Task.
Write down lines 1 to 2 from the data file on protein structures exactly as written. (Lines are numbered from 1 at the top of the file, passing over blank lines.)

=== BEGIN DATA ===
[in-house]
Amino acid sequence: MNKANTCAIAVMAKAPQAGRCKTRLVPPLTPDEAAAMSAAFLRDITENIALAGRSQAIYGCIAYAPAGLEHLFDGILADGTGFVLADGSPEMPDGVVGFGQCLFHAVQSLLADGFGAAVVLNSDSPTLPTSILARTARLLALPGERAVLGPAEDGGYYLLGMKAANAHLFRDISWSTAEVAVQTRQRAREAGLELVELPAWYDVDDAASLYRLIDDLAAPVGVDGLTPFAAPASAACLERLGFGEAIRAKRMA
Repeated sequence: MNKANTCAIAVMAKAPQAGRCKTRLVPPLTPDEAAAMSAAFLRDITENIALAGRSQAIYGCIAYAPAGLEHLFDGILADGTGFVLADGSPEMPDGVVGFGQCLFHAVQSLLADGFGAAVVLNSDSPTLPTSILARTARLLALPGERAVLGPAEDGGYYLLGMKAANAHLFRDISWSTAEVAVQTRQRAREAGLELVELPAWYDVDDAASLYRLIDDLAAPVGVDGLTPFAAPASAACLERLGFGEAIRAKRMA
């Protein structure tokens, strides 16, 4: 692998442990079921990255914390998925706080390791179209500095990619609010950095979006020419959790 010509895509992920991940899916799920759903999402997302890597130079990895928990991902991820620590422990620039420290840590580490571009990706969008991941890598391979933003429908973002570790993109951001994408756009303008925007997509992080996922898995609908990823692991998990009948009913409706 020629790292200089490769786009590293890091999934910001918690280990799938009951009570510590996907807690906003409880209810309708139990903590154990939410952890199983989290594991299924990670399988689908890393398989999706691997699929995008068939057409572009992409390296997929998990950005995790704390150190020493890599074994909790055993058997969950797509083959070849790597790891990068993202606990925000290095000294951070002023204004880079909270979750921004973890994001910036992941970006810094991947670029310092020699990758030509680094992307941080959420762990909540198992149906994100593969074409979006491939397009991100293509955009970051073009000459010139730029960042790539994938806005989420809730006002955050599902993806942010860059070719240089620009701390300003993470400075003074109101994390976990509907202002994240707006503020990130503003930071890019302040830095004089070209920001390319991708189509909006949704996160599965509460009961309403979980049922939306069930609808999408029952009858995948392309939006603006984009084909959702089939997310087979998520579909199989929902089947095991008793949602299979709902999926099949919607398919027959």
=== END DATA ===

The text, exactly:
[in-house]
Amino acid sequence: MNKANTCAIAVMAKAPQAGRCKTRLVPPLTPDEAAAMSAAFLRDITENIALAGRSQAIYGCIAYAPAGLEHLFDGILADGTGFVLADGSPEMPDGVVGFGQCLFHAVQSLLADGFGAAVVLNSDSPTLPTSILARTARLLALPGERAVLGPAEDGGYYLLGMKAANAHLFRDISWSTAEVAVQTRQRAREAGLELVELPAWYDVDDAASLYRLIDDLAAPVGVDGLTPFAAPASAACLERLGFGEAIRAKRMA